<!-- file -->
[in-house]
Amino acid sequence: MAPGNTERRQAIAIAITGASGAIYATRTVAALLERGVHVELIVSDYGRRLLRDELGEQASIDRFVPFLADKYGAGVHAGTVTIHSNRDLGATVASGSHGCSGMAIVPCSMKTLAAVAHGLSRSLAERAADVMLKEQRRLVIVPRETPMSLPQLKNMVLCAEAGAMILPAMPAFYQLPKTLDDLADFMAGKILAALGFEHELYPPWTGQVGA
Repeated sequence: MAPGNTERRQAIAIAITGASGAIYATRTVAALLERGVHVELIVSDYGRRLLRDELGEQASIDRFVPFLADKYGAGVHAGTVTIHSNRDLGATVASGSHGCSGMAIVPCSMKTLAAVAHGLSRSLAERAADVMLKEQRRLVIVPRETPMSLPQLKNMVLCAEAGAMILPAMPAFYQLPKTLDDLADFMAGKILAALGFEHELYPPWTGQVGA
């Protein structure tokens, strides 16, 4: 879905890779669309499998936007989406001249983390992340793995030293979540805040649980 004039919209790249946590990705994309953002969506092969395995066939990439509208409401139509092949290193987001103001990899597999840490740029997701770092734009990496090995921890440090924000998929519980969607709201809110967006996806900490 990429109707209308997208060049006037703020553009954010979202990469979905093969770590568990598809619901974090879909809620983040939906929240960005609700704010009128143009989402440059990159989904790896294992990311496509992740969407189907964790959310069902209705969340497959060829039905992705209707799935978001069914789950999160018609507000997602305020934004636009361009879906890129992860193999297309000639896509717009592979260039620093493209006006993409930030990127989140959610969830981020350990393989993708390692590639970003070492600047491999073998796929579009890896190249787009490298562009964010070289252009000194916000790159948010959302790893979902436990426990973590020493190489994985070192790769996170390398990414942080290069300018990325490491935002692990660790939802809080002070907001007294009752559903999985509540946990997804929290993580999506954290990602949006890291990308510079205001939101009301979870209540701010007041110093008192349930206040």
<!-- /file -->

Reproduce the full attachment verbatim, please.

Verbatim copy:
[in-house]
Amino acid sequence: MAPGNTERRQAIAIAITGASGAIYATRTVAALLERGVHVELIVSDYGRRLLRDELGEQASIDRFVPFLADKYGAGVHAGTVTIHSNRDLGATVASGSHGCSGMAIVPCSMKTLAAVAHGLSRSLAERAADVMLKEQRRLVIVPRETPMSLPQLKNMVLCAEAGAMILPAMPAFYQLPKTLDDLADFMAGKILAALGFEHELYPPWTGQVGA
Repeated sequence: MAPGNTERRQAIAIAITGASGAIYATRTVAALLERGVHVELIVSDYGRRLLRDELGEQASIDRFVPFLADKYGAGVHAGTVTIHSNRDLGATVASGSHGCSGMAIVPCSMKTLAAVAHGLSRSLAERAADVMLKEQRRLVIVPRETPMSLPQLKNMVLCAEAGAMILPAMPAFYQLPKTLDDLADFMAGKILAALGFEHELYPPWTGQVGA
């Protein structure tokens, strides 16, 4: 879905890779669309499998936007989406001249983390992340793995030293979540805040649980 004039919209790249946590990705994309953002969506092969395995066939990439509208409401139509092949290193987001103001990899597999840490740029997701770092734009990496090995921890440090924000998929519980969607709201809110967006996806900490 990429109707209308997208060049006037703020553009954010979202990469979905093969770590568990598809619901974090879909809620983040939906929240960005609700704010009128143009989402440059990159989904790896294992990311496509992740969407189907964790959310069902209705969340497959060829039905992705209707799935978001069914789950999160018609507000997602305020934004636009361009879906890129992860193999297309000639896509717009592979260039620093493209006006993409930030990127989140959610969830981020350990393989993708390692590639970003070492600047491999073998796929579009890896190249787009490298562009964010070289252009000194916000790159948010959302790893979902436990426990973590020493190489994985070192790769996170390398990414942080290069300018990325490491935002692990660790939802809080002070907001007294009752559903999985509540946990997804929290993580999506954290990602949006890291990308510079205001939101009301979870209540701010007041110093008192349930206040």